What’s The Most Important Thing You’ve Read In The Past 6 Months?

Has the most important thing you’ve read recently come from a book — non-fiction, a novel, or a short story — a newspaper or magazine article, a blog post, the lyrics to a song, a poem, or a note from a friend?  Or, perhaps, some other medium?

And, what has it been about? The pandemic?  Politics?  The economy?  Or has the most important thing been about a passion of yours?  Or has it taken you deeper into a hobby?  Possibly it’s something a friend wrote you via snail- or e-mail.  Or, maybe it’s been about something completely different.

Lastly, have you done anything differently because of what you’ve read?

Related questions:  What are you reading?  What are you thinking about?  What is important?  

What Is The Purpose Of Education?

There has been a lot of talk about what education is going to look like this fall. From elementary schools all the way through college classes, how to safeguard our students and teachers? To decide, we need to know the purpose of education.

Unfortunately, there is no ideal solution to the current situation.

Parents are torn, as they want their children to be safe from illness. But many also want or need to return to work, and they can’t afford to stay home with children doing remote learning.

Teachers are conflicted. In-person instruction is most effective, and is what they know and are familiar with. However, they don’t want to spread disease in their communities, and they want to keep the most at-risk school employees healthy.

Students are in a bind. They want to see their friends, and return to the life they know. And yet, many of them don’t want to carry sickness to family members, particularly older or already ailing relatives.

To make a decision, it is important to have a common understanding of what education is for. For instance, will we make well-rounded adults for the future? Rather, is it to create independent thinkers?

Do we expect education to be primarily a social setting, for learning how to interact with others? Alternately, it might be a way to provide that children are not at home, but they have someone looking out for the and keeping them out of trouble.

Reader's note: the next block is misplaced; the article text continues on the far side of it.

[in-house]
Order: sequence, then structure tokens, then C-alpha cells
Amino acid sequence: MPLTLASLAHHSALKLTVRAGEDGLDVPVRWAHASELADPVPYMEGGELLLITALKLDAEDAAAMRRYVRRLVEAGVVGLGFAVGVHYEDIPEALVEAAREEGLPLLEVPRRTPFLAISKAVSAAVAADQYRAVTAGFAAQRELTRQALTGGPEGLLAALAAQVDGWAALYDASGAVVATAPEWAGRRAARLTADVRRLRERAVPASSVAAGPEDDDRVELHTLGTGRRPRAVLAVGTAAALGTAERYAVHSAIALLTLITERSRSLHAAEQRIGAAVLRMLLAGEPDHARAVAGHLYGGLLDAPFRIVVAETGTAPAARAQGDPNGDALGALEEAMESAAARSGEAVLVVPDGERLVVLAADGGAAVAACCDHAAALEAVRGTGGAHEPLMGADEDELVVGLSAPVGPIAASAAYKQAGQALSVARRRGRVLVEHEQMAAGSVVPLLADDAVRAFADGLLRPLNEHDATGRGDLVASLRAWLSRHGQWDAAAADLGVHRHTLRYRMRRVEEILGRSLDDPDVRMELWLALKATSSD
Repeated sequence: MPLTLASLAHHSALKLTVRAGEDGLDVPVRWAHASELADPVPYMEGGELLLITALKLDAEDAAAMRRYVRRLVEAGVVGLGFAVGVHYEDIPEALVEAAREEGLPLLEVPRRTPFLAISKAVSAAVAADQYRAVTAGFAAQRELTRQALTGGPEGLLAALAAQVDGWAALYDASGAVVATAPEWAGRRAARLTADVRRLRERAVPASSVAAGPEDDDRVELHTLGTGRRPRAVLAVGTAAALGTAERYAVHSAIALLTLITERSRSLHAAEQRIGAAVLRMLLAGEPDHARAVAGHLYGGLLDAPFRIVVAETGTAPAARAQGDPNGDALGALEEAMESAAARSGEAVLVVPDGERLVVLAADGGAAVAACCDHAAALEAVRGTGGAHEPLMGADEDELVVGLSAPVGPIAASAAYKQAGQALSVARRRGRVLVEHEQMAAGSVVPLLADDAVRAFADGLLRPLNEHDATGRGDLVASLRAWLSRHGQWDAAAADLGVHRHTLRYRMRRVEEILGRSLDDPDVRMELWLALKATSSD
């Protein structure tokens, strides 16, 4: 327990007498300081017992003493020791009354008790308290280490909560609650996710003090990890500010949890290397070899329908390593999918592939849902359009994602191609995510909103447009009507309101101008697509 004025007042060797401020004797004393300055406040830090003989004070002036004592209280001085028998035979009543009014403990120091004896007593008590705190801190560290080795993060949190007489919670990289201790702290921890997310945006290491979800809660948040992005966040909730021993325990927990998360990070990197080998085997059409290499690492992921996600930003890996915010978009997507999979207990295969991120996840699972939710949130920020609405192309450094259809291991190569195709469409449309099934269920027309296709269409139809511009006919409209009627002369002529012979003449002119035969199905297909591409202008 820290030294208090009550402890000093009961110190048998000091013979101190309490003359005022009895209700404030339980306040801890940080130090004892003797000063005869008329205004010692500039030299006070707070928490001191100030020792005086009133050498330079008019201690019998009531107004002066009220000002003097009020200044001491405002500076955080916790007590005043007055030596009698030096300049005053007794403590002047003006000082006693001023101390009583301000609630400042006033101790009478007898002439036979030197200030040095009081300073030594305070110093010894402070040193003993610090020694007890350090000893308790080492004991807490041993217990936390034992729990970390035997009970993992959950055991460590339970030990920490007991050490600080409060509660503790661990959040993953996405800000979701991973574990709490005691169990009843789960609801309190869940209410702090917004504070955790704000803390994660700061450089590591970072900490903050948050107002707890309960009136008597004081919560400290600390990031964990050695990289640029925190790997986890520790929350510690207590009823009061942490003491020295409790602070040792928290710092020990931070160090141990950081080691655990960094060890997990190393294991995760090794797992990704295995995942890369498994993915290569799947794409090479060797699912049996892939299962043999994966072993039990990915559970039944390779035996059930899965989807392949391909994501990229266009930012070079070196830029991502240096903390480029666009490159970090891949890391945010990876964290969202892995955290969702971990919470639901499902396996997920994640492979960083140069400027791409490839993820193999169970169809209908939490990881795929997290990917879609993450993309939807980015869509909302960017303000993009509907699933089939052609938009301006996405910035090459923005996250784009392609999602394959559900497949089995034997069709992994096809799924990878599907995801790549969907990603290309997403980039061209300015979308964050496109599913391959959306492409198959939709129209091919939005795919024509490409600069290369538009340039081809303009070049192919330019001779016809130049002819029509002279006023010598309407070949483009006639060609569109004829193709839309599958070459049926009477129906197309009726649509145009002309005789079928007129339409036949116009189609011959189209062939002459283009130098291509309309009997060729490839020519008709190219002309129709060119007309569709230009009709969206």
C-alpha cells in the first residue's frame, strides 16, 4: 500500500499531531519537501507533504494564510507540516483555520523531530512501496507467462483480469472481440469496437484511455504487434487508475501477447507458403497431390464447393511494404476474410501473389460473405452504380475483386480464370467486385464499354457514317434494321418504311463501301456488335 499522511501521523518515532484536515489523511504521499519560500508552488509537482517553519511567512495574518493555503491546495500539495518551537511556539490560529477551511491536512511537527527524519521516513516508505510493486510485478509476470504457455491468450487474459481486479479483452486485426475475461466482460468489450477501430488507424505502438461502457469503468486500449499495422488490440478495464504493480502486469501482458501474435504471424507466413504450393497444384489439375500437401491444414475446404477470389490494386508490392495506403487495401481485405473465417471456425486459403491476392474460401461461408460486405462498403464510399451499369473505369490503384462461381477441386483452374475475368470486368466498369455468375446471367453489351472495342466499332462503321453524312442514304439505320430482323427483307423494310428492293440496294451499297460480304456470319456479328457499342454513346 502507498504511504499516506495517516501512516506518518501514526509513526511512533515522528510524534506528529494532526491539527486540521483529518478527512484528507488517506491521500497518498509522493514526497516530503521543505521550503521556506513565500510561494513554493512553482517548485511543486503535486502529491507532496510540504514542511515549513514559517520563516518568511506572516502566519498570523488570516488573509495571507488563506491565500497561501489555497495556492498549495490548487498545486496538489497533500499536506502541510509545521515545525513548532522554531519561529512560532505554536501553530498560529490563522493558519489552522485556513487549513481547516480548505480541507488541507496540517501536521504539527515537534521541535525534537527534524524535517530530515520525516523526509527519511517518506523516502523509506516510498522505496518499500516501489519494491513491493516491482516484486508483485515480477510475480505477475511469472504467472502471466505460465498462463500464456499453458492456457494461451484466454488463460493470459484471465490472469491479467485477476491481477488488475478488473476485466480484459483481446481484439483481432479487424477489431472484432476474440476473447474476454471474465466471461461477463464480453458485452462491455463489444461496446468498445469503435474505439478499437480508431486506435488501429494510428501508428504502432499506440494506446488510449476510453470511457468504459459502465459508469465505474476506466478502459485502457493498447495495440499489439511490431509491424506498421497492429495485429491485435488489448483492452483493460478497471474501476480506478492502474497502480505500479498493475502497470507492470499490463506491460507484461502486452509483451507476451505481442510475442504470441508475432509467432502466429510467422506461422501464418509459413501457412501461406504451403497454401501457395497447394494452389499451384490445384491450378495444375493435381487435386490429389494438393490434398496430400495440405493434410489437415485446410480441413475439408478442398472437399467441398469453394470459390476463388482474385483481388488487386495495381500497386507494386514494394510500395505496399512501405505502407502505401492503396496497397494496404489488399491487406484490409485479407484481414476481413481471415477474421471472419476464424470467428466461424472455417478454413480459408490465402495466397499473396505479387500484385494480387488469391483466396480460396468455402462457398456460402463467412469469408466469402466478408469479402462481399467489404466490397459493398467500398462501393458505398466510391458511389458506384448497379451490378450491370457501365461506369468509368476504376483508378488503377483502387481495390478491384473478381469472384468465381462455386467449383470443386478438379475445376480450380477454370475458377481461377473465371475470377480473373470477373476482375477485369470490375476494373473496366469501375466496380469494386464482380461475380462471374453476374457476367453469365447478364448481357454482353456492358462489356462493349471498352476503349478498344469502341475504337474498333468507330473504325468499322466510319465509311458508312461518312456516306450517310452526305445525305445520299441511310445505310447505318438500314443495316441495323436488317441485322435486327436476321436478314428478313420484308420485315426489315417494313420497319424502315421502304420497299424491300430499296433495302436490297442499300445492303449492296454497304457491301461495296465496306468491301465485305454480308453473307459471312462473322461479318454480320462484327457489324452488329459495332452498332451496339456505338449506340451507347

Another possibility is to train the next generation of work labor, to take their place on the rung of our economic ladder. Additionally, as a stepping-stone for future education, be it high school, or college, or graduate school, or night classes, etc.

It probably is some combination of all of these, and more. In short, what do you think is the primary purpose of schools? What is the purpose of education?

Related questions: How do you learn? What’s the most useful thing you’ve ever learned? How do you evaluate risk? Who was your best teacher?

What Do You Believe?

Knowing what you believe is an essential part of becoming a fully-realized person. It is also helpful in a number of different ways.

Knowing your beliefs can:
  • Make you more confident

More than anything else, perhaps, your beliefs help define who you are. The more you know your beliefs, the more you know yourself, and the more confident you will be.

  • Keep you from being fooled

If someone tries to provide you with misleading or manipulative information, knowing your own thoughts is crucial. In other words, they can help you navigate difficult waters.

  • Help you make decisions

Companies often have a “mission statement” that provides guidance when there is a decision to be made. Personal beliefs can serve the same purpose. For instance, does an action get you closer to your ultimate goal? Does a decision match your values?

  •  Be a conversation starter

If you find yourself talking to a stranger and you don’t know what to say, falling back on what you believe is a good way to start. Talking about something you believe in will provide a topic to build a discussion around. Similarly, it can also be useful in determining how to respond to a conversation someone else starts.

  • Make fulfilling friendships

If you know what you think and care about, you can surround yourself with people who have beliefs that are similar, or complementary, to your own. Those friendships are likely to resonate more significantly.

  • Help you choose a meaningful career

Similar to finding friendship, the key to a fulfilling career can be an alignment of your own beliefs with a company culture or goals.

Can you think of other ways beliefs are important?

Easier said than done

Of course, talking or thinking about your beliefs is quite different from actually knowing what they are. In attempting to discover what you believe, you may even find that you question things that you have believed for a very long time. That can be very disconcerting.

Do you know what is important to you? What you are passionate about, and what is central to who you are as a person? What do you believe?

Related questions: What beliefs do you have that might be wrong? How can we encourage meaningful conversation? What is important? How do you know who to trust?